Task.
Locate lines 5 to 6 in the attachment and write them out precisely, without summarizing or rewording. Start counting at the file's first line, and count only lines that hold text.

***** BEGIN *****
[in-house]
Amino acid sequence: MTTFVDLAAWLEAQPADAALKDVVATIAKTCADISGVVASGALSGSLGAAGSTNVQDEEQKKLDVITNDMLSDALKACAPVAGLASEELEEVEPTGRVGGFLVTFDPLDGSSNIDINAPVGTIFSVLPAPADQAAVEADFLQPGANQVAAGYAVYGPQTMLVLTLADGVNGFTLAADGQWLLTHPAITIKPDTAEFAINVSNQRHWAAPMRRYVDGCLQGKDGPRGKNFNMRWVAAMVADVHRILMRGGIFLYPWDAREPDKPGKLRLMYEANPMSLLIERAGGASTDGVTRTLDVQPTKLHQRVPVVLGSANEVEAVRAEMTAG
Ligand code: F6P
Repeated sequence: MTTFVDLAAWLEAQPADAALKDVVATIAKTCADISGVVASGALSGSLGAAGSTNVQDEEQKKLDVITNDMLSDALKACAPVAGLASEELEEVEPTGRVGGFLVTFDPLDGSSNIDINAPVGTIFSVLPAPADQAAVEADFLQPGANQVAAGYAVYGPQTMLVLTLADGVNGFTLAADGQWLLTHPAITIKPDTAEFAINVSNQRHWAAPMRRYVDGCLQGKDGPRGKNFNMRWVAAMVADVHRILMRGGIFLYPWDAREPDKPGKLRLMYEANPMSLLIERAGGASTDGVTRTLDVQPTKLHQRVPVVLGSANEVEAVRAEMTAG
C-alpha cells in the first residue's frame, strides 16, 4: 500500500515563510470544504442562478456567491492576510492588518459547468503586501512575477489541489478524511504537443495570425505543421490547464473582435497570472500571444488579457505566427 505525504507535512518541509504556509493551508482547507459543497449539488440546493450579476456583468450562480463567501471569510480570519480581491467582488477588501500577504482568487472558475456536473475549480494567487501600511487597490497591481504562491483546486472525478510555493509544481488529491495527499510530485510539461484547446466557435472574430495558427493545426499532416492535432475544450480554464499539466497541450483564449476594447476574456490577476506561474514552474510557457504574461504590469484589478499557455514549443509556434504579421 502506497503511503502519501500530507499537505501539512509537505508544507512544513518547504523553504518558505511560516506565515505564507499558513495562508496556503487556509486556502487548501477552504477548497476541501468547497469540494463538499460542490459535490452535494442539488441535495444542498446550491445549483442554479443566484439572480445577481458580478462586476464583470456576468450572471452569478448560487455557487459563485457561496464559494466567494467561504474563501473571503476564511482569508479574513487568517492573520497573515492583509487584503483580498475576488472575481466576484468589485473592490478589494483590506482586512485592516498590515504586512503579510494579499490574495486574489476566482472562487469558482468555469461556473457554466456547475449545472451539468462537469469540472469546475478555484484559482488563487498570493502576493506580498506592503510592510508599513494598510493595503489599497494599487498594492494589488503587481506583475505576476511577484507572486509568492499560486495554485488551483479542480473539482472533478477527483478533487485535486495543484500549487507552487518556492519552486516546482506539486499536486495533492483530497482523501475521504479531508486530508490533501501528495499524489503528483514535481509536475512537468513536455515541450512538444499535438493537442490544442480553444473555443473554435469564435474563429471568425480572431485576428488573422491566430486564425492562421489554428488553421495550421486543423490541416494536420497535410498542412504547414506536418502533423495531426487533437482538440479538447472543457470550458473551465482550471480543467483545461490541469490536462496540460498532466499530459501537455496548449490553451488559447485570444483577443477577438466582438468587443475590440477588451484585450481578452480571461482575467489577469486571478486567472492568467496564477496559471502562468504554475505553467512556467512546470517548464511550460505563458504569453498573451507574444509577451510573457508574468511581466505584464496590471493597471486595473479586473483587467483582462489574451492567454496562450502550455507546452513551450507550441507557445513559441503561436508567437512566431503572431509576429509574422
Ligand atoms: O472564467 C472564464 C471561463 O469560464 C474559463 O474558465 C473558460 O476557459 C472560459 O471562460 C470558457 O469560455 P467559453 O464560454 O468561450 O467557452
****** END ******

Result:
C-alpha cells in the first residue's frame, strides 16, 4: 500500500515563510470544504442562478456567491492576510492588518459547468503586501512575477489541489478524511504537443495570425505543421490547464473582435497570472500571444488579457505566427 505525504507535512518541509504556509493551508482547507459543497449539488440546493450579476456583468450562480463567501471569510480570519480581491467582488477588501500577504482568487472558475456536473475549480494567487501600511487597490497591481504562491483546486472525478510555493509544481488529491495527499510530485510539461484547446466557435472574430495558427493545426499532416492535432475544450480554464499539466497541450483564449476594447476574456490577476506561474514552474510557457504574461504590469484589478499557455514549443509556434504579421 502506497503511503502519501500530507499537505501539512509537505508544507512544513518547504523553504518558505511560516506565515505564507499558513495562508496556503487556509486556502487548501477552504477548497476541501468547497469540494463538499460542490459535490452535494442539488441535495444542498446550491445549483442554479443566484439572480445577481458580478462586476464583470456576468450572471452569478448560487455557487459563485457561496464559494466567494467561504474563501473571503476564511482569508479574513487568517492573520497573515492583509487584503483580498475576488472575481466576484468589485473592490478589494483590506482586512485592516498590515504586512503579510494579499490574495486574489476566482472562487469558482468555469461556473457554466456547475449545472451539468462537469469540472469546475478555484484559482488563487498570493502576493506580498506592503510592510508599513494598510493595503489599497494599487498594492494589488503587481506583475505576476511577484507572486509568492499560486495554485488551483479542480473539482472533478477527483478533487485535486495543484500549487507552487518556492519552486516546482506539486499536486495533492483530497482523501475521504479531508486530508490533501501528495499524489503528483514535481509536475512537468513536455515541450512538444499535438493537442490544442480553444473555443473554435469564435474563429471568425480572431485576428488573422491566430486564425492562421489554428488553421495550421486543423490541416494536420497535410498542412504547414506536418502533423495531426487533437482538440479538447472543457470550458473551465482550471480543467483545461490541469490536462496540460498532466499530459501537455496548449490553451488559447485570444483577443477577438466582438468587443475590440477588451484585450481578452480571461482575467489577469486571478486567472492568467496564477496559471502562468504554475505553467512556467512546470517548464511550460505563458504569453498573451507574444509577451510573457508574468511581466505584464496590471493597471486595473479586473483587467483582462489574451492567454496562450502550455507546452513551450507550441507557445513559441503561436508567437512566431503572431509576429509574422
Ligand atoms: O472564467 C472564464 C471561463 O469560464 C474559463 O474558465 C473558460 O476557459 C472560459 O471562460 C470558457 O469560455 P467559453 O464560454 O468561450 O467557452